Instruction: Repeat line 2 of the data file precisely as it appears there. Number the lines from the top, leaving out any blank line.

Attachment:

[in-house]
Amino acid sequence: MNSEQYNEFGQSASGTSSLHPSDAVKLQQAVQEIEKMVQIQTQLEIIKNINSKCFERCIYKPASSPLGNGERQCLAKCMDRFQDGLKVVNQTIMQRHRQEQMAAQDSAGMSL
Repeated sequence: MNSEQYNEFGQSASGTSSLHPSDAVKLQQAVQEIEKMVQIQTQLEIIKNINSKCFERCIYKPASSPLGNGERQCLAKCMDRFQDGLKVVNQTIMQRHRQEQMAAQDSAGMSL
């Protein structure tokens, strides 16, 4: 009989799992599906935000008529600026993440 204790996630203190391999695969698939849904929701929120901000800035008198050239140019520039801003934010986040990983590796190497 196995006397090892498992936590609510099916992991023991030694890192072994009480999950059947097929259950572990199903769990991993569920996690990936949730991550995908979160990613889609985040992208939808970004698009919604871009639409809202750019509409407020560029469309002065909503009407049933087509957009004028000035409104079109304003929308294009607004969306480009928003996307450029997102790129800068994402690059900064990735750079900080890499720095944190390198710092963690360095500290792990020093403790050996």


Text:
Amino acid sequence: MNSEQYNEFGQSASGTSSLHPSDAVKLQQAVQEIEKMVQIQTQLEIIKNINSKCFERCIYKPASSPLGNGERQCLAKCMDRFQDGLKVVNQTIMQRHRQEQMAAQDSAGMSL